Prepare Wisely for the 2015 Match and Beyond

April 9, 2014
The Residency Program Director 2

Photo Credit:  atomicShed / Foter / Creative Commons Attribution 2.0 Generic (CC BY 2.0)

Photo Credit: atomicShed / Foter / Creative Commons Attribution 2.0 Generic (CC BY 2.0)

As a program director, I hear about a lot of wonderful candidates who unfortunately were not successful in the match.  As these kinds of conversations unfold, it always becomes clear to me why these residency hopefuls did not match.  For example, I learned about a candidate who graduated from an excellent international medical school with fairly good USMLE® scores and reasonable clinical experience who only ranked 3 programs!  Another candidate failed the USMLE® CS portion twice and was going for a third.  I couldn’t help wondering why this candidate didn’t take immediate stock after the first failure.

I’m a believer in second chances and moving forward confidently.  However, in the business of obtaining a residency position, there are certain realities that cannot be ignored.  Data are abundantly available to help residency candidates maximize their chances for success.  Paying attention to these reports and obtaining a knowledgeable mentor will go a long way toward helping you achieve your ultimate goal – to become a licensed physician in the United States.

A recent report released in January 2014 by the NRMP and ECFMG about the match outcomes for IMGs in the 2013 match reveal the characteristics of the successful IMG applicant to his or her preferred specialty (1).  There are no real surprises to be found here.  The successful IMG applicant ranked more programs, had higher USMLE® Step 1 and 2 scores, had fewer attempts at these exams, were U.S. citizens, and spoke English as a native language.  The mean USMLE® Step 1 score for those U.S. IMGs who matched was 217 compared with 204 for those who did not match.  For non U.S. IMGs the mean score for those who matched was 227 compared with 213 for those who didn’t match.  The mean USMLE®  Step 2 scores among U.S. IMGs and non-U.S. IMGs who successfully matched were 224 and 233 respectively, and for those who did not match, the U.S. IMG and non-US IMG mean scores were 209 and 218 respectively.  Overall, 48% of U.S. IMGs matched to their preferred specialty; the percentage ranged from 59% in Anesthesiology to 28% for Emergency Medicine.

The preliminary match data available for the 2014 match do not reveal much of a change from last year’s data. In the 2014 match, there were more IMGs in the match which is not surprising given the All-In Policy implemented two years ago.  The percentage of U.S. IMGs who matched was essentially stable from last year at 53%, compared with 52.8% last year.  The percentage of non-U.S. IMGs who matched was 49.5% compared with 47% last year.  Of those matched applicants this year, 54.2% of U.S. seniors got their first rank compared with 49.8% of independent applicants.  Competitive specialties including Dermatology and Radiation Oncology were filled entirely with U.S. seniors.   Specific details about the preliminary 2014 match data can be accessed from the NRMP web site and further analysis still needs to be done to provide information about step scores and other candidate characteristics.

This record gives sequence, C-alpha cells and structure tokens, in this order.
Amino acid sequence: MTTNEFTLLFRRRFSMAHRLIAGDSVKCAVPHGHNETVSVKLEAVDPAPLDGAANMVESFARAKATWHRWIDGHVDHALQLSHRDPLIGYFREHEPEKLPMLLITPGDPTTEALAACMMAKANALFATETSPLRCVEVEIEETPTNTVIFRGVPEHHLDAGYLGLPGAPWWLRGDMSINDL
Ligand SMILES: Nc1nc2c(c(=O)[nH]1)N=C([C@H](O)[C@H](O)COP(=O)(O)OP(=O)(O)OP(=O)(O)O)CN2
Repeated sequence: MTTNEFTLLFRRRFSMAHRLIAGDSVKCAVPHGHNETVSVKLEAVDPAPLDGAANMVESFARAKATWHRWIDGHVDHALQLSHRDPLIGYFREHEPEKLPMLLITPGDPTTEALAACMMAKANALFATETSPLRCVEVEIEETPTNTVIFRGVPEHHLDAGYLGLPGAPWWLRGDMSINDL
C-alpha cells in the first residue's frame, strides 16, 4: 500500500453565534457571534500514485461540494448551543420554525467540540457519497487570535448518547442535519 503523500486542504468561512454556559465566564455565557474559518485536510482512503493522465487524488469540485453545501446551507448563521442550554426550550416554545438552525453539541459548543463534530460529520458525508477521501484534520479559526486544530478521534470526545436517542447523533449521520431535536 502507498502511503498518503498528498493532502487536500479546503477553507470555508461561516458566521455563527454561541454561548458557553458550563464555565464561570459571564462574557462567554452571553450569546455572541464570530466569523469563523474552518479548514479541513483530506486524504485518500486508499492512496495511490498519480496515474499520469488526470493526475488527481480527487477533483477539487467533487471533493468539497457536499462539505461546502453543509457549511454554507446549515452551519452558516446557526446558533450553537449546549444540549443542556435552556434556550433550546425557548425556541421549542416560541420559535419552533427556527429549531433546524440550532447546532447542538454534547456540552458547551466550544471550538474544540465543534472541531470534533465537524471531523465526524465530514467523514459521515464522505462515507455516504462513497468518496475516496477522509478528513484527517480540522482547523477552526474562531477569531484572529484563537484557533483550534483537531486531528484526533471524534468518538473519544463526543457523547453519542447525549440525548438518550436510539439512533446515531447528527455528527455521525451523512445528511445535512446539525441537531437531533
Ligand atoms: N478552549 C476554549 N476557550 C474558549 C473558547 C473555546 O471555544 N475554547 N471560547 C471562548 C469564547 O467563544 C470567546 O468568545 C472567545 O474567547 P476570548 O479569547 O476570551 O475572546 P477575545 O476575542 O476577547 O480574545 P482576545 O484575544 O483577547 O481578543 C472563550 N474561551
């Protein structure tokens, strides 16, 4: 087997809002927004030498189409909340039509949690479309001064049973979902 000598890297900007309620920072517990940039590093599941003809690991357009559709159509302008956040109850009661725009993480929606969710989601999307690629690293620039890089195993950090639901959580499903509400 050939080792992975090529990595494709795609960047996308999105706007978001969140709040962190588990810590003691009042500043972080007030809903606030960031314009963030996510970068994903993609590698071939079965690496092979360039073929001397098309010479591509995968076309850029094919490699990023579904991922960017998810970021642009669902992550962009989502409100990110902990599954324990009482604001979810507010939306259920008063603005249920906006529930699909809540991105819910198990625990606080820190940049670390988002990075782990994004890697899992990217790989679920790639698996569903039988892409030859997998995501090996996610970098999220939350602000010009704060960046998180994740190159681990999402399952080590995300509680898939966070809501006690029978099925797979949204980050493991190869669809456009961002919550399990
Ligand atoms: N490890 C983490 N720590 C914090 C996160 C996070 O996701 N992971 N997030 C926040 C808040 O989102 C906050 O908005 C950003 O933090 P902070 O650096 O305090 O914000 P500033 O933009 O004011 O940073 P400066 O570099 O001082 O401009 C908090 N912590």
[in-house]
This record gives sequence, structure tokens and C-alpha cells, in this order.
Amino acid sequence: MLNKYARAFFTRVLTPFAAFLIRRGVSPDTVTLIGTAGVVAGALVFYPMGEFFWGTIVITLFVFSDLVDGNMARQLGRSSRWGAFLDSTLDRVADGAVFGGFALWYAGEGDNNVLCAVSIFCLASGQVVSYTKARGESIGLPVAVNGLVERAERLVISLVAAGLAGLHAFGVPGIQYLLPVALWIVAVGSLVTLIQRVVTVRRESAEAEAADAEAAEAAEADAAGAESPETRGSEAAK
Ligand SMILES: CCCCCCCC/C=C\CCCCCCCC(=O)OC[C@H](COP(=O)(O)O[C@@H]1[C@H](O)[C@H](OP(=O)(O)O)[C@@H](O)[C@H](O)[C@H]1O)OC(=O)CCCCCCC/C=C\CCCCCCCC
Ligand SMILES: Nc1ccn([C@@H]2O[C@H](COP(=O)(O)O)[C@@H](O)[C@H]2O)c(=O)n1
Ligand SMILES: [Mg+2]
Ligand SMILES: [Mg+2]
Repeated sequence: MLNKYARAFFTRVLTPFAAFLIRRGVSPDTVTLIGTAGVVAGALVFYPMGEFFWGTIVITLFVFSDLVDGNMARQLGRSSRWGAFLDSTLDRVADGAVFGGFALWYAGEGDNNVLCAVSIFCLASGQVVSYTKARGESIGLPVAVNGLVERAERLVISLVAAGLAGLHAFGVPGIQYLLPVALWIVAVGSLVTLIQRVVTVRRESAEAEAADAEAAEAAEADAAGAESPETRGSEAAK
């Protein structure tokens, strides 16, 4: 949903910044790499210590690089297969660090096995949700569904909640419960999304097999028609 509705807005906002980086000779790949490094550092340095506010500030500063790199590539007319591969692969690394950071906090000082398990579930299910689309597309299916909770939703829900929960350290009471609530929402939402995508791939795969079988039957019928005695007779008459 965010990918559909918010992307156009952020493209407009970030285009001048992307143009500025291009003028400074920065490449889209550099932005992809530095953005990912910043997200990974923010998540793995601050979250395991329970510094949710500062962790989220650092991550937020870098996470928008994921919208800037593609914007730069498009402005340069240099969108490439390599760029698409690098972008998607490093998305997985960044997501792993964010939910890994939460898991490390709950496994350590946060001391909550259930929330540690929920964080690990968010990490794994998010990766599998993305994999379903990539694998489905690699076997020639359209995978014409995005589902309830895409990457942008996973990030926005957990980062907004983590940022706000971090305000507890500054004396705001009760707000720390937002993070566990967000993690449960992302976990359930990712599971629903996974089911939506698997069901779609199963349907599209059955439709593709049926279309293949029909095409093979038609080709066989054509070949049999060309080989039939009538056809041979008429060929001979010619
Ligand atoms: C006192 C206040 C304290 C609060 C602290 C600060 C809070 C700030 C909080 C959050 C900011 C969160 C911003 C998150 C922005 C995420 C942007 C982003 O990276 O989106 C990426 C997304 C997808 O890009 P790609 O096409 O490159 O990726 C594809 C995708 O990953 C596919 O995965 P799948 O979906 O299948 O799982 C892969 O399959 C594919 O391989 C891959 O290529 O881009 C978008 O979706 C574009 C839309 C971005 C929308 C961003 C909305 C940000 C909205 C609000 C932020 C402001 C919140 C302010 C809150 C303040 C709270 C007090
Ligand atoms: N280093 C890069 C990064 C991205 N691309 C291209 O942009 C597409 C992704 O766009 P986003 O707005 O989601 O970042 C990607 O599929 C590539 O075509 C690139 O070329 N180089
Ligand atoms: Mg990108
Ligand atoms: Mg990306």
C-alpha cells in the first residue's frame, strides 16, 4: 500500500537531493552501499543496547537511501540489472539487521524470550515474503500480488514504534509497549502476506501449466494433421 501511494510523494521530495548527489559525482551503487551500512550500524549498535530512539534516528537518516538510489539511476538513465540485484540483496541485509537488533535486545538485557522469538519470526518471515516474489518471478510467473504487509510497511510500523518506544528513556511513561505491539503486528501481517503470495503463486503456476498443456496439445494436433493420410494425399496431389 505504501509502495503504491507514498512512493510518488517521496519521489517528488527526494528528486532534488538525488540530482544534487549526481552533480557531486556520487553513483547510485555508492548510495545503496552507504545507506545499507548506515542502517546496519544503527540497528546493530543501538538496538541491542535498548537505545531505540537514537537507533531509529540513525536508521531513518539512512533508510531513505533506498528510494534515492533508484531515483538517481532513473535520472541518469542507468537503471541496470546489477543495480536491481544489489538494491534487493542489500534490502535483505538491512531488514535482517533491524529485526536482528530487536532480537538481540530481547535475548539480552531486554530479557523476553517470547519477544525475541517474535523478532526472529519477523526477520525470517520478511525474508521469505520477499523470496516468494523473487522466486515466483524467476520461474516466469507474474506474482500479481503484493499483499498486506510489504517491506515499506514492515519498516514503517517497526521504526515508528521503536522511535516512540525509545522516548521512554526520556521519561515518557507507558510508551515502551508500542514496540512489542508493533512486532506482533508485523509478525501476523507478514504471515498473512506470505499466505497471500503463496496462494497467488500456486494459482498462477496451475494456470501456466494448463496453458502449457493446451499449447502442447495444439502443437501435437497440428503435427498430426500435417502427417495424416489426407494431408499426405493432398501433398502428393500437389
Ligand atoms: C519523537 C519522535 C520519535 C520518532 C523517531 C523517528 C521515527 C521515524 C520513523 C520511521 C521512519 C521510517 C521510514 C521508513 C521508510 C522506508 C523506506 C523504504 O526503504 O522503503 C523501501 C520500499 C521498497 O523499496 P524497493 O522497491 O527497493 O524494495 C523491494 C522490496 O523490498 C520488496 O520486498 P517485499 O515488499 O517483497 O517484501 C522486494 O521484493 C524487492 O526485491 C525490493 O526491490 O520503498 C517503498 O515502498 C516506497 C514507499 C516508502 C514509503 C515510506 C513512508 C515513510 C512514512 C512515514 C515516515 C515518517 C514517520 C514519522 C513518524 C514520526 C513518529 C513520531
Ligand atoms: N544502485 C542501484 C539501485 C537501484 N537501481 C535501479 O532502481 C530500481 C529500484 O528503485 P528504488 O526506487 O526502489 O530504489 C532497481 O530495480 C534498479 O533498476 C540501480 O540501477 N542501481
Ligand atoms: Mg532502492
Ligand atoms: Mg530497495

The following are recommendations to improve your chances for the 2015 match expected to be more competitive given the proliferation of new U.S. medical schools and relatively stable residency slots.

  • You must pass all the USMLE® steps and CS the first time and based on the above data, you must prepare for these exams carefully to maximize your scores.  While step scores are by no means the only criteria, they represent a first cut for invitations to interview in many programs.
  • It is important not to take an excessive amount of time studying for the exams since PDs review time spent away from clinical activities to study – remember that programs are accredited by their ABIM board passage rate, and candidates will want to demonstrate the ability to manage standardized tests within a reasonable time frame.
  • Research and choose your specialty wisely and have a back-up plan.  You need to be honest about what your ultimate goal is.  Do you want to be a practicing physician or take a shot at a very difficult residency to obtain?  If you choose poorly, you may find yourself without a spot and an additional year out of medical school (see below). At the very least, consider safety specialties, unless you can’t imagine doing anything else but your first choice.
  • Remember that programs evaluate how much time has elapsed since the candidate has graduated from medical school.  The longer the period of time, the less likely it is to obtain a U.S. residency program.
  • Obtain good advice at every step of your application to residency.  Do not try to wing it – you may make a mistake that could have been easily avoided with the right counseling.

1.  National Resident Matching Program and Educational Commission for Foreign Medical Graduates. Charting Outcomes in the Match for International Medical Graduates, 2014. National Resident Matching Program and Educational Commission for Foreign Medical Graduates. 2014

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All of the opinions expressed here are the author’s and his/hers alone, and do not represent necessarily those of Kaplan or its employees. 
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The Residency Program Director 2

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